Question i7 7700k upgrade options/wisdom

9-Ball

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Folks,

I'm considering a significant upgrade on my current main system, built in 2017. Current spec is as follows:
  • Gigabyte Z270x Aurora G9
  • Intel i7 7700k at 4.4Ghz on air cooling (Cryorig R1, keeps it at <60 degrees on heavy load)
  • 32GB DDR4 SDRAM 3000 (PC4 24000)
  • Nvidia 1080 Ti
  • U.2 Intel 750
  • Several SSDs for storage
  • Seasonic 1200 PSU
I'm planning to upgrade and add a an m.2 drive and 2080 Ti in the next few weeks and am looking at a CPU upgrade at the same time.

My mobo will support the following CPUs:
  • i9-10940X
  • i9-10920X
  • i9-10900X
  • I9-9980XE
  • I9-9960X
  • I9-9940X
  • I9-9920X
  • I9-9900X
  • I9-9820X
  • I7-9800X
  • I9-7980XE
Use case: lots of 1440p gaming on a 36" ultrawide 120hz monitor, especially flight and racing sims, heavy office multi-tasking, web/software production, video encoding.

Questions then: with the 2080 Ti upgrade, I've read mixed messages on the benefits/worthiness of upgrading to a 9900x or other CPU at the same time, so I don't need to look at another upgrade or rebuild for at least 3 years.

Some articles suggest overclocking the 7700k might be a good idea, but I'm a bit leery of messing with that, especially on air cooling and at risks of instability. My budget is pretty free so I'm looking at the 9900x and weighing the benefits, between improved (marginal?) performance versus the additional heat.

Wondering what advice others might have who've followed similar paths.
 

logainofhades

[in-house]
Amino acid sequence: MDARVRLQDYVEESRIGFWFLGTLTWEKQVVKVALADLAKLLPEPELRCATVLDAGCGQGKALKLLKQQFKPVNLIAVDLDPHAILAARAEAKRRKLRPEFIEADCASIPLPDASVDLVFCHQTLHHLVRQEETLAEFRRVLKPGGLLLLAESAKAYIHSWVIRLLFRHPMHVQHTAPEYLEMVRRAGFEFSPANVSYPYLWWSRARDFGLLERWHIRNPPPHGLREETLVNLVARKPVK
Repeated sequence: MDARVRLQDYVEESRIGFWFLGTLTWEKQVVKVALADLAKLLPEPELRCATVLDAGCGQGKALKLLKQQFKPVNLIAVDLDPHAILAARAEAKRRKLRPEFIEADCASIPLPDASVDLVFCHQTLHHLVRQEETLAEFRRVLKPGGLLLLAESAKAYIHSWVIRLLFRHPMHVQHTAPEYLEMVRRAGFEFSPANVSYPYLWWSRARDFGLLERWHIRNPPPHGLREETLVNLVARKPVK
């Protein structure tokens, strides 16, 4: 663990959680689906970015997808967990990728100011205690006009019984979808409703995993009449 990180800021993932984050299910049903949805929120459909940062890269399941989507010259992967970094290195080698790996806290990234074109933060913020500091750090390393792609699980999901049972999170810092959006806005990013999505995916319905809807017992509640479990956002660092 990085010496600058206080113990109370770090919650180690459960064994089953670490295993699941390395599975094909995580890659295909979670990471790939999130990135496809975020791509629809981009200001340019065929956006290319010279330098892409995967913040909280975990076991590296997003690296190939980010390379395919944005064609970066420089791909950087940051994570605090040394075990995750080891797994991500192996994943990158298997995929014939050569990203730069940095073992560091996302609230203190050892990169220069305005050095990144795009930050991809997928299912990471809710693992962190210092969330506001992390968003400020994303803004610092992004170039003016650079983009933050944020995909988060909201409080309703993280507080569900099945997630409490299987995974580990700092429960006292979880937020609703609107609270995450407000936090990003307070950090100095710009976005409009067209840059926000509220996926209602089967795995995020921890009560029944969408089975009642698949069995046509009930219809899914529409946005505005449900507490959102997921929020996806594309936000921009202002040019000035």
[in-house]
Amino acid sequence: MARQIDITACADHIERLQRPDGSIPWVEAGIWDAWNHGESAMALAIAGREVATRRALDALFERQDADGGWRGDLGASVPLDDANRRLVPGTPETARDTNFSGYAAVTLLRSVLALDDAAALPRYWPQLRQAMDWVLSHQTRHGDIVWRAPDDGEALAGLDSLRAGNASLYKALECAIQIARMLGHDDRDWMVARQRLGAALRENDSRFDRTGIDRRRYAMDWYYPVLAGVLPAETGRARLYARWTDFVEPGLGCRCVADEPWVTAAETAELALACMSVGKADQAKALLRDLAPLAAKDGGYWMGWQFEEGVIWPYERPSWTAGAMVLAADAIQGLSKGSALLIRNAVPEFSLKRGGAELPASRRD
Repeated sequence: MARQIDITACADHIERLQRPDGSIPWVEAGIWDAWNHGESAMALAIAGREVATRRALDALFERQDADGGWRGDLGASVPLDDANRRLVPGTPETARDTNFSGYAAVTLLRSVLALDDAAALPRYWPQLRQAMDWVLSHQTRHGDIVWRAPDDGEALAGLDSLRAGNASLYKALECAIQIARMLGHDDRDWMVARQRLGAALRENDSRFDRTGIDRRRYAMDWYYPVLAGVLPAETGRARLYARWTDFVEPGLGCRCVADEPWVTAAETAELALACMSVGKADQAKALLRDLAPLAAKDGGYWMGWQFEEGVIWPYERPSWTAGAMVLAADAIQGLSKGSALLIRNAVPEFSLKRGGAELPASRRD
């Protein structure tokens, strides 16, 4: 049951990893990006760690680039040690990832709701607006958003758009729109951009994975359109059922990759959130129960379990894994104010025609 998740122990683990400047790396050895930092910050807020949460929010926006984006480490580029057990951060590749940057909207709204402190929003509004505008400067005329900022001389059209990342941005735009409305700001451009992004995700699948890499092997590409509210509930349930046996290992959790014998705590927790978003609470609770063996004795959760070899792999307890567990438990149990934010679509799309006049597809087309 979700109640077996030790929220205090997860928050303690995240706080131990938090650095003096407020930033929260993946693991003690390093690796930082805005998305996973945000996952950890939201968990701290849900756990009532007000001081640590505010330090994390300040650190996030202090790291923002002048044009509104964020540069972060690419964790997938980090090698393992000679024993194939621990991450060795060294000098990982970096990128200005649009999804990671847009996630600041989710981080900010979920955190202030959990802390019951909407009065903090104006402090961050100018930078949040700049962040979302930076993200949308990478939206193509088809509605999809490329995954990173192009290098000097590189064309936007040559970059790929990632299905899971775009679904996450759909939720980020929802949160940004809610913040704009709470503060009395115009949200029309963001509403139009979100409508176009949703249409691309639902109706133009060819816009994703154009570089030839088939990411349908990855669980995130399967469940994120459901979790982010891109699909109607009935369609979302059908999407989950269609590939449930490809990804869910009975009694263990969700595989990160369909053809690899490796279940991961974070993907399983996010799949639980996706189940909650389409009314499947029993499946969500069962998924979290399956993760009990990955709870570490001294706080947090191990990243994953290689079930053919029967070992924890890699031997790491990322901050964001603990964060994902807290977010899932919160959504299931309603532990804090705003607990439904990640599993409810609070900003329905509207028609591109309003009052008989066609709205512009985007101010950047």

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Your Z270 motherboard does not support those CPU's. Your 7700k is as far as you can go, with that board. An overclock, on that CPU, to my knowledge is pretty simple. If you want new, I would look at an i5 10600k, or i7 10700k, if you want to stick with Intel.
 
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9-Ball

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But but but ... that's what I get for checking the wrong Gigabyte mobo link at 3am. Ugh, that complicates things and costs, significantly.

Definitely preferring Intel. Why the 10700k vs the 9900k? Benchmarks and pricing seems relatively even.
 

RodroX

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I would also go with 10th gen, I would get the newest platform in order to have atleast 1 more cpu gen upgrade down the line.
The 9900K platform is basically ended, dead, end of the road.

I honestly don't know much about flight simulators and why are soo hard on the CPU, or maybe they are not that hard on the CPU but instead they are not well optimazed to use the threads available I don't know.